Earliest human ancestor discovered
British and canadian researchers have confirmed that a 505 million-year-old creature is the most primitive known vertebrate - and therefore the ancestor of us all.
Found only in the Burgess Shale fossil beds in Canada’s Yoho National Park, Pikaia gracilens has been confirmed as the most primitive member of the chordate family - the group of animals that today includes fish, amphibians, birds, reptiles and mammals.
Averaging about five centimetres in length, it was a sideways-flattened creature something like an eel, that likely swam above the sea floor by moving its body in a series of side-to-side curves.
And through an analysis of 114 Pikaia fossils using techniques including scanning electron microscopy, fine details have been revealed that settle the question of whether it was a chordate or not.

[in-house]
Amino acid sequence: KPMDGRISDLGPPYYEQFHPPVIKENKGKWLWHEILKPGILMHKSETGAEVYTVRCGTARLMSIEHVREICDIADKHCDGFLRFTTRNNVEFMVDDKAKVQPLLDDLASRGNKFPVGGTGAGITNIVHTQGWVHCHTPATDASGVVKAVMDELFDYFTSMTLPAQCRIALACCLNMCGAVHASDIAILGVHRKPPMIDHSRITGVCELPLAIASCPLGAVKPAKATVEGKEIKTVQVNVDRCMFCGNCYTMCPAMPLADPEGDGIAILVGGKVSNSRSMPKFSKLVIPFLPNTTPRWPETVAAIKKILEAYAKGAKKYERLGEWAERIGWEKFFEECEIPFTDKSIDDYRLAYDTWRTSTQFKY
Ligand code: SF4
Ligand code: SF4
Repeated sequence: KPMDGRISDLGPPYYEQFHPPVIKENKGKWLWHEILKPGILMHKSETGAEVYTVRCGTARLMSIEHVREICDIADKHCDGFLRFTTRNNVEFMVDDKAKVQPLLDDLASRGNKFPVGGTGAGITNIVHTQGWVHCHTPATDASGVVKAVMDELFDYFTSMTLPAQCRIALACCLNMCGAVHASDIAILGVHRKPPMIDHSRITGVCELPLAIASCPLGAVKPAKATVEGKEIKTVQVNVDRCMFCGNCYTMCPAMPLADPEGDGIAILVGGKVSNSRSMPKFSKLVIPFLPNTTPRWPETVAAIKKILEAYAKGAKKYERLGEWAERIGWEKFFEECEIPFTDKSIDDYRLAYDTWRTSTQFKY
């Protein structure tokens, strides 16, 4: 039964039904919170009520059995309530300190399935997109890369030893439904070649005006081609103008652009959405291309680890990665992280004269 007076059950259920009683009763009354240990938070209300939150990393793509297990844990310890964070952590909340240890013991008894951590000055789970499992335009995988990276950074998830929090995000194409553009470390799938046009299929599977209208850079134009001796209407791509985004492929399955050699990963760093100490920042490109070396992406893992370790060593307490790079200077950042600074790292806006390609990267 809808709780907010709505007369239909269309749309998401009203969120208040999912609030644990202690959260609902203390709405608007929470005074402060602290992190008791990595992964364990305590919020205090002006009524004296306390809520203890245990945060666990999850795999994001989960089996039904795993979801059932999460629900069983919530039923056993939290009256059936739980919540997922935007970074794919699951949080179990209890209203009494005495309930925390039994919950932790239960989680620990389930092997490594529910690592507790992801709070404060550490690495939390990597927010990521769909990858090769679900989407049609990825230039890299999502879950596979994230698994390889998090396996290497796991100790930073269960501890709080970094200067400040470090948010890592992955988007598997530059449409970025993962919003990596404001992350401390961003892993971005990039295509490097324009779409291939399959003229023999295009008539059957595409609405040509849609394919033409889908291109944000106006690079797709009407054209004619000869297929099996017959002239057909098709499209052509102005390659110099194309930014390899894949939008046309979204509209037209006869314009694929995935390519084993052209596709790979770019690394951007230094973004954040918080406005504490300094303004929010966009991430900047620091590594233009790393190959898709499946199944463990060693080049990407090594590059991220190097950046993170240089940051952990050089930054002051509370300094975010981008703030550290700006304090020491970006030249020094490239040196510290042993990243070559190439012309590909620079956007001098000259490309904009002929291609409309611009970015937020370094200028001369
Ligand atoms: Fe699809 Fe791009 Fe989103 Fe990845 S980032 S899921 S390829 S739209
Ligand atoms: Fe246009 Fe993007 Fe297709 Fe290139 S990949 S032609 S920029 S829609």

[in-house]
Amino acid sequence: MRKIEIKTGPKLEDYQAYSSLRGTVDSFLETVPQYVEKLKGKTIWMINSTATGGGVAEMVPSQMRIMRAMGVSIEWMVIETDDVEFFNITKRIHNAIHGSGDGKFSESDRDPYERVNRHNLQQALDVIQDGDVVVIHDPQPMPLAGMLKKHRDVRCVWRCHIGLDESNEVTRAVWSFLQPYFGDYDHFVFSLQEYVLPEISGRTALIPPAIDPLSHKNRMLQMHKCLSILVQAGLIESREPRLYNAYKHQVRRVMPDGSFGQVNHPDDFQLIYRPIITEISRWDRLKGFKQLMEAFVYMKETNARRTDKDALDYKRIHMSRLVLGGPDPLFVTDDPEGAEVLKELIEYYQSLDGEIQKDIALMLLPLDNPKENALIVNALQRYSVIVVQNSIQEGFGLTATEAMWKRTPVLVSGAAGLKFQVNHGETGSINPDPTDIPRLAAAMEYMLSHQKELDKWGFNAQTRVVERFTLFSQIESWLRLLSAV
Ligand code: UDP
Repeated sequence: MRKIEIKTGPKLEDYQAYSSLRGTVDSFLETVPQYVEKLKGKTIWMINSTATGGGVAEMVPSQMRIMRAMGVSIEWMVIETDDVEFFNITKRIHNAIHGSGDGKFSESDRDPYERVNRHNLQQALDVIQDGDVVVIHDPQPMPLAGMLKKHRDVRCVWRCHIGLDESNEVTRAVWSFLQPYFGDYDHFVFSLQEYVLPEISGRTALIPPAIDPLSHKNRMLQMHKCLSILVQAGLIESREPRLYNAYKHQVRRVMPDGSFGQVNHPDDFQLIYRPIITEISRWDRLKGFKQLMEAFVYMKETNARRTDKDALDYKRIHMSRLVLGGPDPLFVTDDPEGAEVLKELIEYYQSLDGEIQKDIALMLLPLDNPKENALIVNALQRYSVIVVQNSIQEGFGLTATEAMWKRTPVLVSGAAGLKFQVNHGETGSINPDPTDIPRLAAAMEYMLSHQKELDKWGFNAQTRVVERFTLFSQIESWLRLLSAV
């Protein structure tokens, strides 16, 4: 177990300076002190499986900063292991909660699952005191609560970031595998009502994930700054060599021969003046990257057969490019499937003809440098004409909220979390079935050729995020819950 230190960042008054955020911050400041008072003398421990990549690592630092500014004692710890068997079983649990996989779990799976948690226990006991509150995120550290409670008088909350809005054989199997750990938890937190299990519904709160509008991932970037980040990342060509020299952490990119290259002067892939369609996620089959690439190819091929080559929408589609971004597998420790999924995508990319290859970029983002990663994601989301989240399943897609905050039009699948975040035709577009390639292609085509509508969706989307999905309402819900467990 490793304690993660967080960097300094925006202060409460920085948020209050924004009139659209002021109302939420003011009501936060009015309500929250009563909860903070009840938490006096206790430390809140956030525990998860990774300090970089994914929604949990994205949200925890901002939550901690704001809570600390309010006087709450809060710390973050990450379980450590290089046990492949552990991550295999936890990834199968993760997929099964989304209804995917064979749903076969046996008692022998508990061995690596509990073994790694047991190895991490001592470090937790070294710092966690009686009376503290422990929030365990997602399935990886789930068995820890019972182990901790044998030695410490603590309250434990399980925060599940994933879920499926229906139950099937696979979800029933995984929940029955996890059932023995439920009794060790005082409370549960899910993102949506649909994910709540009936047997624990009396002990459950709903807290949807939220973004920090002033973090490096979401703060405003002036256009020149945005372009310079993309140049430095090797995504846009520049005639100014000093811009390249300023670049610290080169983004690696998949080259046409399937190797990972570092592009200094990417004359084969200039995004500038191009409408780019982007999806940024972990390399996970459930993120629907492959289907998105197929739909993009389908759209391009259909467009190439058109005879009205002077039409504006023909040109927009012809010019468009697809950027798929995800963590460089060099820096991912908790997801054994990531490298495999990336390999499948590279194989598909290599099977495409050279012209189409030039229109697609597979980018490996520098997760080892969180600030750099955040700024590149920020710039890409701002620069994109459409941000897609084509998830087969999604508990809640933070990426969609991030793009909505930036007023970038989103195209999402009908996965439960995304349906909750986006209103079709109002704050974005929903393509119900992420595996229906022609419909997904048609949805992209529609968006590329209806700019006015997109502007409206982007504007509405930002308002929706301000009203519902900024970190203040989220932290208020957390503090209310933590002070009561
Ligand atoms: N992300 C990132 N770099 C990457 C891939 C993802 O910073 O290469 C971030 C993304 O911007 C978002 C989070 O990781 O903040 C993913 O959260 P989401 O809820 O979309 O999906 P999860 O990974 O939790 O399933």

Back when it was discovered, in 1911, it was classified as a possible annelid worm, a group that includes today’s leeches and earthworms. But there's long been speculation that it was in fact a chordate.
It appeared to have a very primitive notochord – the flexible rod found in the embryos of all chordates, and which goes on to make up part of the backbone in vertebrates.
Key was the discovery of myomeres, a type of skeletal muscle tissue found only in chordates.
"The discovery of myomeres is the smoking gun that we have long been seeking," says Professor Simon Conway Morris of the University of Cambridge.
"Now, with myomeres, a nerve chord, a notochord and a vascular system all identified, this study clearly places Pikaia as the planet’s most primitive chordate. So, next time we put the family photograph on the mantlepiece, there in the background will be Pikaia."